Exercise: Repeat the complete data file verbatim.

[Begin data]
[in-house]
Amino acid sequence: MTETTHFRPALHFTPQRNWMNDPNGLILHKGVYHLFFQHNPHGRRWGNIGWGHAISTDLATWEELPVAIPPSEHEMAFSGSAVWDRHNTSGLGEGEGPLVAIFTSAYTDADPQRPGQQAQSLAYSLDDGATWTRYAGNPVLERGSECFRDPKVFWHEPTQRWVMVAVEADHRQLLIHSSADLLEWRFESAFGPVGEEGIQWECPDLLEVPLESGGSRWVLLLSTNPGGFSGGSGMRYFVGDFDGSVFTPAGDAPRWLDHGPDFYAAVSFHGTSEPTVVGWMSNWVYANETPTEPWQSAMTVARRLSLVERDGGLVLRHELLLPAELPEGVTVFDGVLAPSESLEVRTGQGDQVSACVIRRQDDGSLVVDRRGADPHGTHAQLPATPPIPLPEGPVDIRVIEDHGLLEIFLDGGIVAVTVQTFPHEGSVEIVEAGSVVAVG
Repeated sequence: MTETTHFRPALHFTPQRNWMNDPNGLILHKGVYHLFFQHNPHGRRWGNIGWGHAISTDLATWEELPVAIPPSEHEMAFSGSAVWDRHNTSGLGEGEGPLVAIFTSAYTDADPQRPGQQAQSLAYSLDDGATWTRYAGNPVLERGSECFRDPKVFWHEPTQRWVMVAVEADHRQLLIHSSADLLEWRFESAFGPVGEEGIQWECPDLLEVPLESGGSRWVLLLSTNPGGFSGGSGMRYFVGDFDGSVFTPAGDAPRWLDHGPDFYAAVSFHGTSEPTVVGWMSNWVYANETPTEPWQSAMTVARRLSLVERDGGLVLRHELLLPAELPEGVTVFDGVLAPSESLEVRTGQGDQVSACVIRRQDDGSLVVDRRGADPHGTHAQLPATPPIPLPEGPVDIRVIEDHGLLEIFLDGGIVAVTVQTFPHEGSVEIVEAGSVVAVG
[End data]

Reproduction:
[in-house]
Amino acid sequence: MTETTHFRPALHFTPQRNWMNDPNGLILHKGVYHLFFQHNPHGRRWGNIGWGHAISTDLATWEELPVAIPPSEHEMAFSGSAVWDRHNTSGLGEGEGPLVAIFTSAYTDADPQRPGQQAQSLAYSLDDGATWTRYAGNPVLERGSECFRDPKVFWHEPTQRWVMVAVEADHRQLLIHSSADLLEWRFESAFGPVGEEGIQWECPDLLEVPLESGGSRWVLLLSTNPGGFSGGSGMRYFVGDFDGSVFTPAGDAPRWLDHGPDFYAAVSFHGTSEPTVVGWMSNWVYANETPTEPWQSAMTVARRLSLVERDGGLVLRHELLLPAELPEGVTVFDGVLAPSESLEVRTGQGDQVSACVIRRQDDGSLVVDRRGADPHGTHAQLPATPPIPLPEGPVDIRVIEDHGLLEIFLDGGIVAVTVQTFPHEGSVEIVEAGSVVAVG
Repeated sequence: MTETTHFRPALHFTPQRNWMNDPNGLILHKGVYHLFFQHNPHGRRWGNIGWGHAISTDLATWEELPVAIPPSEHEMAFSGSAVWDRHNTSGLGEGEGPLVAIFTSAYTDADPQRPGQQAQSLAYSLDDGATWTRYAGNPVLERGSECFRDPKVFWHEPTQRWVMVAVEADHRQLLIHSSADLLEWRFESAFGPVGEEGIQWECPDLLEVPLESGGSRWVLLLSTNPGGFSGGSGMRYFVGDFDGSVFTPAGDAPRWLDHGPDFYAAVSFHGTSEPTVVGWMSNWVYANETPTEPWQSAMTVARRLSLVERDGGLVLRHELLLPAELPEGVTVFDGVLAPSESLEVRTGQGDQVSACVIRRQDDGSLVVDRRGADPHGTHAQLPATPPIPLPEGPVDIRVIEDHGLLEIFLDGGIVAVTVQTFPHEGSVEIVEAGSVVAVG